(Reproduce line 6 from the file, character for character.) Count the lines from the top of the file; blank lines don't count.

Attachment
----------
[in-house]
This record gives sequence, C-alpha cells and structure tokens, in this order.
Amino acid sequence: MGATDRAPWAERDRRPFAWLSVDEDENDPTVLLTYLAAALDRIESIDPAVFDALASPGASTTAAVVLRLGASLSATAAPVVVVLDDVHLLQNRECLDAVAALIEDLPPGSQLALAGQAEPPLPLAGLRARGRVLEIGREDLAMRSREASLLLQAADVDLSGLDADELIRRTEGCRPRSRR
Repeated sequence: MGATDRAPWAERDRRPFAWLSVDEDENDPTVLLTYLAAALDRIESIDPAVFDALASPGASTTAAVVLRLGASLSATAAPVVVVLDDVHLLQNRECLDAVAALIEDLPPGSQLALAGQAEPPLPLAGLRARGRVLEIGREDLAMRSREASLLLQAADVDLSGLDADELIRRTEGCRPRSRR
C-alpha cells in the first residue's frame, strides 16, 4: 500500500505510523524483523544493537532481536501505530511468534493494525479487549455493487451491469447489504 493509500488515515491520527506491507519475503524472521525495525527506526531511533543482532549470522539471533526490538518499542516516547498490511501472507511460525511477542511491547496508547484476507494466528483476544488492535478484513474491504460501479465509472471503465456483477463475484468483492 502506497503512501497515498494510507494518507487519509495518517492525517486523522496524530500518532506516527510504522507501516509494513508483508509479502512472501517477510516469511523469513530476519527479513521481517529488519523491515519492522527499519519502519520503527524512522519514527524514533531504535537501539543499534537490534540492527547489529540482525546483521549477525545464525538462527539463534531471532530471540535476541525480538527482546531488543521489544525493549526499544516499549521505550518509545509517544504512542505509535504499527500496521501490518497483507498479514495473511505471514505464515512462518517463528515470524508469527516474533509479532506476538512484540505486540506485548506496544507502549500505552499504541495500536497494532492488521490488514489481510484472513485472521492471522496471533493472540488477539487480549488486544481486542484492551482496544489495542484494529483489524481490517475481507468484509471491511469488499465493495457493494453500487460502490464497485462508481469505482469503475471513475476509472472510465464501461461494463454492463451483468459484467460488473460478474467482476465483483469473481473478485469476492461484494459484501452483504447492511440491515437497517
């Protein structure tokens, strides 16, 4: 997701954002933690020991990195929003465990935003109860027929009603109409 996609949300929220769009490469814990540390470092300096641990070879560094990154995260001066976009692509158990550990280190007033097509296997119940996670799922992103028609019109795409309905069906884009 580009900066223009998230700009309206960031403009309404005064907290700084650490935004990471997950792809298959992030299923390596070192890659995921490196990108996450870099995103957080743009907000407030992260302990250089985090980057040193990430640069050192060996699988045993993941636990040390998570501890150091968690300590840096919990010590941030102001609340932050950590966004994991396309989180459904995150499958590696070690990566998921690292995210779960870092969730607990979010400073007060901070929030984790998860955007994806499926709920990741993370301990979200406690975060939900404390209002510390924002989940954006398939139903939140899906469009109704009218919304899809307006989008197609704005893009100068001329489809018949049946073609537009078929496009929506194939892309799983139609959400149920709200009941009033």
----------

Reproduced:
């Protein structure tokens, strides 16, 4: 997701954002933690020991990195929003465990935003109860027929009603109409 996609949300929220769009490469814990540390470092300096641990070879560094990154995260001066976009692509158990550990280190007033097509296997119940996670799922992103028609019109795409309905069906884009 580009900066223009998230700009309206960031403009309404005064907290700084650490935004990471997950792809298959992030299923390596070192890659995921490196990108996450870099995103957080743009907000407030992260302990250089985090980057040193990430640069050192060996699988045993993941636990040390998570501890150091968690300590840096919990010590941030102001609340932050950590966004994991396309989180459904995150499958590696070690990566998921690292995210779960870092969730607990979010400073007060901070929030984790998860955007994806499926709920990741993370301990979200406690975060939900404390209002510390924002989940954006398939139903939140899906469009109704009218919304899809307006989008197609704005893009100068001329489809018949049946073609537009078929496009929506194939892309799983139609959400149920709200009941009033």